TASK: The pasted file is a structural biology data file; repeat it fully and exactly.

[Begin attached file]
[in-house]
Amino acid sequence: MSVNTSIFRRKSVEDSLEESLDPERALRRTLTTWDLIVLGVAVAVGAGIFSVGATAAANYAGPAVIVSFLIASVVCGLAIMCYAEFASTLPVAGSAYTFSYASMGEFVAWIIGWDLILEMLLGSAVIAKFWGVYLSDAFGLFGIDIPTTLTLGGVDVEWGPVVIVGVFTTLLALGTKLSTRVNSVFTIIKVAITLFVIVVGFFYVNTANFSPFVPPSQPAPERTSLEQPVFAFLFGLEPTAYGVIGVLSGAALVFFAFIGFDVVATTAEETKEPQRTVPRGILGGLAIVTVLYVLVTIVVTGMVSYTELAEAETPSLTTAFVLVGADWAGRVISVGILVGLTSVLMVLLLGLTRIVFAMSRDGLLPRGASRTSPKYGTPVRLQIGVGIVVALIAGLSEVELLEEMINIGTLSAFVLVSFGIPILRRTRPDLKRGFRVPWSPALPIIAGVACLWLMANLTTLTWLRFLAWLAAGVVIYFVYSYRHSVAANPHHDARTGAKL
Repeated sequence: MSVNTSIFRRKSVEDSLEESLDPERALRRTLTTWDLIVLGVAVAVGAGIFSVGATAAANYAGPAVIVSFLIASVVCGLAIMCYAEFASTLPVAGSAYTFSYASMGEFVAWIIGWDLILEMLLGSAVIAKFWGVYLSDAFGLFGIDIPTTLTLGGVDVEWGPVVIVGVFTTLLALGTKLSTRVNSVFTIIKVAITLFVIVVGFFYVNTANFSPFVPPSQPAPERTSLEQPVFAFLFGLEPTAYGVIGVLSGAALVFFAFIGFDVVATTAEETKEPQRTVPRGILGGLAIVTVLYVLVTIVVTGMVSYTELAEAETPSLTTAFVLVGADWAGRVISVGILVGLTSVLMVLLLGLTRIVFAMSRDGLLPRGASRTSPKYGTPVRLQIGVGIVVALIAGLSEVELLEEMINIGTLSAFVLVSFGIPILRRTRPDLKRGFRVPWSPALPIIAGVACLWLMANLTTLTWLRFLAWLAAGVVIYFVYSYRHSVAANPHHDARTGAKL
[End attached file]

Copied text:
[in-house]
Amino acid sequence: MSVNTSIFRRKSVEDSLEESLDPERALRRTLTTWDLIVLGVAVAVGAGIFSVGATAAANYAGPAVIVSFLIASVVCGLAIMCYAEFASTLPVAGSAYTFSYASMGEFVAWIIGWDLILEMLLGSAVIAKFWGVYLSDAFGLFGIDIPTTLTLGGVDVEWGPVVIVGVFTTLLALGTKLSTRVNSVFTIIKVAITLFVIVVGFFYVNTANFSPFVPPSQPAPERTSLEQPVFAFLFGLEPTAYGVIGVLSGAALVFFAFIGFDVVATTAEETKEPQRTVPRGILGGLAIVTVLYVLVTIVVTGMVSYTELAEAETPSLTTAFVLVGADWAGRVISVGILVGLTSVLMVLLLGLTRIVFAMSRDGLLPRGASRTSPKYGTPVRLQIGVGIVVALIAGLSEVELLEEMINIGTLSAFVLVSFGIPILRRTRPDLKRGFRVPWSPALPIIAGVACLWLMANLTTLTWLRFLAWLAAGVVIYFVYSYRHSVAANPHHDARTGAKL
Repeated sequence: MSVNTSIFRRKSVEDSLEESLDPERALRRTLTTWDLIVLGVAVAVGAGIFSVGATAAANYAGPAVIVSFLIASVVCGLAIMCYAEFASTLPVAGSAYTFSYASMGEFVAWIIGWDLILEMLLGSAVIAKFWGVYLSDAFGLFGIDIPTTLTLGGVDVEWGPVVIVGVFTTLLALGTKLSTRVNSVFTIIKVAITLFVIVVGFFYVNTANFSPFVPPSQPAPERTSLEQPVFAFLFGLEPTAYGVIGVLSGAALVFFAFIGFDVVATTAEETKEPQRTVPRGILGGLAIVTVLYVLVTIVVTGMVSYTELAEAETPSLTTAFVLVGADWAGRVISVGILVGLTSVLMVLLLGLTRIVFAMSRDGLLPRGASRTSPKYGTPVRLQIGVGIVVALIAGLSEVELLEEMINIGTLSAFVLVSFGIPILRRTRPDLKRGFRVPWSPALPIIAGVACLWLMANLTTLTWLRFLAWLAAGVVIYFVYSYRHSVAANPHHDARTGAKL